BOSTON—(April 22, 2024)—To coincide with Autism Acceptance Month, TERC researchers have released the results of a four-year study on strengthening the skills and learning of neurodivergent students in mainstream classrooms. 

The study showed increases in the problem-solving strengths of autistic and other neurodivergent learners in science, technology, engineering and math (STEM). By using computational thinking in teaching and learning materials, it reveals that neurodivergent learners benefit from executive function (EF) supports that allow their strengths in computational thinking to shine. The study of Including Neurodiversity in Foundational and Applied Computational Thinking (INFACT) showed that learners in grades 3-5 who used INFACT activities with EF supports demonstrated significant improvement in computational thinking practices related to problem-solving.

“The teachers in the study reported that neurodivergent students who were previously disengaged became leaders in computational thinking, increasing their interest in learning and showing stronger self-esteem,” said TERC researcher Jodi Asbell-Clarke, PhD, MA, MSc, the lead on the project. 

Jodi Asbell-Clarke in a classroom with students.
Jodi Asbell-Clarke working in a classroom with students.

Through various computational thinking activities–-including games, puzzles, robotics, coding, and physical activities–elementary students increased their problem-solving abilities. Students with executive function (EF) challenges, a hallmark of many neurodivergent learners, showed the greatest improvement. The study joins a groundbreaking book by Asbell-Clarke, Reaching and Teaching Neurodivergent Learners in STEM, now available for educators, administrators, and others interested in neurodivergent learners, including students with autism.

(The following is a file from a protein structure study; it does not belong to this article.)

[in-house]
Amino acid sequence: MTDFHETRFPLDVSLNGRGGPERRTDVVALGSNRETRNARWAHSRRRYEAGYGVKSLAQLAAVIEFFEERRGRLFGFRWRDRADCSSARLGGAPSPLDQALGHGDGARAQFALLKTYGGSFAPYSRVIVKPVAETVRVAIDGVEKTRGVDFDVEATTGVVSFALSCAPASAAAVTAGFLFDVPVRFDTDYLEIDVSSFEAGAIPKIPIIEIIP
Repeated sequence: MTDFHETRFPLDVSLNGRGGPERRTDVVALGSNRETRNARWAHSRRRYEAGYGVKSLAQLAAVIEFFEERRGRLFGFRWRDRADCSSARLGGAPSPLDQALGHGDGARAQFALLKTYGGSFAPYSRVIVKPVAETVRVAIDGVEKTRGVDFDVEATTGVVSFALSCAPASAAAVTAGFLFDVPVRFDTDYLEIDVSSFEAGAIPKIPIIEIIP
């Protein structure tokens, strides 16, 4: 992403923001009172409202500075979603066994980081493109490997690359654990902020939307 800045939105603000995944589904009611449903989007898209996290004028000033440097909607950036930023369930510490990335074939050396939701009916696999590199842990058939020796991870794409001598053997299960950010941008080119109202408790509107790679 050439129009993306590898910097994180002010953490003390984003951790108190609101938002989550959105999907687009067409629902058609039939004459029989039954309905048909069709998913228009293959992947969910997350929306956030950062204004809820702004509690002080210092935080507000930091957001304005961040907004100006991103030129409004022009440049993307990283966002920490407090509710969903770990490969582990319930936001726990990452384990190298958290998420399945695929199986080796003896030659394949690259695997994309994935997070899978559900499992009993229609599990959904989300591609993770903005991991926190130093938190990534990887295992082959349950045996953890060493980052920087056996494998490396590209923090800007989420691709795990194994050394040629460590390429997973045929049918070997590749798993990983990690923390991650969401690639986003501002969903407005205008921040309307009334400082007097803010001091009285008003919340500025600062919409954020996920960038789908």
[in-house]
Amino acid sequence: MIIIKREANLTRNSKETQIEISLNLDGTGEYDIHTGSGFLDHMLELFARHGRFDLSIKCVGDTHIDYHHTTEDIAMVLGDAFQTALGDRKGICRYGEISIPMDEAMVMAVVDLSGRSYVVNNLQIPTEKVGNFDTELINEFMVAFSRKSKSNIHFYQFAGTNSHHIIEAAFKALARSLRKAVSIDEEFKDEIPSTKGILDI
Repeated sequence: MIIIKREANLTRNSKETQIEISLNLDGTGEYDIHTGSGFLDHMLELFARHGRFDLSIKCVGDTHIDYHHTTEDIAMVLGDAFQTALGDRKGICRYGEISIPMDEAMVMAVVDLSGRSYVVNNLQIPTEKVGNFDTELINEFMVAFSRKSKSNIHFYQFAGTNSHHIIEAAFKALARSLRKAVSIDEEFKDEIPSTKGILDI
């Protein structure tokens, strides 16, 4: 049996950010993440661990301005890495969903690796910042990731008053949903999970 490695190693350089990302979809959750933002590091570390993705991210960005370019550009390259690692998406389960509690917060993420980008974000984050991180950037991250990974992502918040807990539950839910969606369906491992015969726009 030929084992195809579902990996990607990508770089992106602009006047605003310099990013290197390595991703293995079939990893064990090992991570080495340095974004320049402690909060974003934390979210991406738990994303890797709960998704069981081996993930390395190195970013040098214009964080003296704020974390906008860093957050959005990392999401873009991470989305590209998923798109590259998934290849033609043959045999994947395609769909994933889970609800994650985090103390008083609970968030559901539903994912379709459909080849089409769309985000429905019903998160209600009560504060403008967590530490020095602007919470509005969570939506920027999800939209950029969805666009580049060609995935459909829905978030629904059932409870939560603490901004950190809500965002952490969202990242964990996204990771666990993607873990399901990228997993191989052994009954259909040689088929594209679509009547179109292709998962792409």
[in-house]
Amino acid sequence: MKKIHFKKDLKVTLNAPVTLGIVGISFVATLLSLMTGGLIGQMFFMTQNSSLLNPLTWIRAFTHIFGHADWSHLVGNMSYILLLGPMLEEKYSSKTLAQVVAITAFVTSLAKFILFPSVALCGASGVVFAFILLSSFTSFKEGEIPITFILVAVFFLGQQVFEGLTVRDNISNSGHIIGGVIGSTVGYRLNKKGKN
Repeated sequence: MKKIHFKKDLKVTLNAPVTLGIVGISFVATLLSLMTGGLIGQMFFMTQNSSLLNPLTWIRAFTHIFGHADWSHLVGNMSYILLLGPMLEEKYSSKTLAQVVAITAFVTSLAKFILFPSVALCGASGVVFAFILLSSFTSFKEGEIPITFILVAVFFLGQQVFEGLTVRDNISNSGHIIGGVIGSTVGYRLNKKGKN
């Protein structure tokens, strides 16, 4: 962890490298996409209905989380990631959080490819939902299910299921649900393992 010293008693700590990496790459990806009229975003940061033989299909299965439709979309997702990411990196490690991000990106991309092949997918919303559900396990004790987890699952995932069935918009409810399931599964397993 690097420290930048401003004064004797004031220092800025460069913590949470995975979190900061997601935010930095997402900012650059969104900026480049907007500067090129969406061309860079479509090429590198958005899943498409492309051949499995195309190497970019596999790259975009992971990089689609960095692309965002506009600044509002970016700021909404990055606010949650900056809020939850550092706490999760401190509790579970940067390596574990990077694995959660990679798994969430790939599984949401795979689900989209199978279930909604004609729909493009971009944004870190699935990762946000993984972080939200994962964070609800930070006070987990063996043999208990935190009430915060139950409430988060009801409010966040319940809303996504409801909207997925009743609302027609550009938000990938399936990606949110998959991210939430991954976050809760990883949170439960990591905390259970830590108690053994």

“Reaching students with autism and other neurodivergent learners has been the sole focus of this team for years,” said Laurie Brennan, president of TERC. “Led by Jodi Asbell-Clarke, PhD, not only is this research groundbreaking, it has the ability to change the very nature of education and the lives of learners.”  

Computational Thinking Research

TERC’s research suggests that all learners can benefit from inclusive teaching strategies using EF supports designed for neurodivergent learners, enabling all learners to succeed academically. Additionally, many neurodivergent students succeed when teaching includes inclusive computational learning. The team based at TERC, an R&D not-for-profit focused on STEM education, began research on INFACT in 2019 with funding from the US Department of Education. 

Brennan added that the unique backgrounds of the TERC team members, including Ibrahim Dahlstrom-Hakki, PhD, Teon Edwards, M.Ed,  Erin Bardar, PhD, Tara Robillard, M.Ed, Kelly Paulson B.S., and Renee Pawlowski, MLIS, bring an interdisciplinary approach to learning.

The Book

Reaching and Teaching Neurodivergent Learners in STEM features illustrations of classroom-designed tools and materials alongside practical strategies to support executive function and emotion in learning. Written for K-12 classroom teachers, special educators, learning specialists, psychologists, and school administrators, the book empowers educators to embrace the cognitive strengths of students with autism and other neurodivergent learners in STEM. Author Asbell-Clarke, whose academic background includes a MA in math, an MSc. in astrophysics, and a Ph.D. in curriculum, teaching, and learning, provides salient stories and practical strategies for educators to use in the classroom. The book is available via Amazon

“In nearly every classroom I enter, I meet neurodivergent learners who think they are stupid or broken, and they just don’t do well at the game of school,” said Asbell-Clarke. “Yet, neurodivergent learners are often exactly the creative, systematic, non-conforming, and persistent problem solvers we need in our future STEM workforce and our society. I want to make sure we teach these kids that they are brilliant, not broken.“

For more information on TERC, research or Dr. Asbell-Clarke’s book, visit

Susan Stoga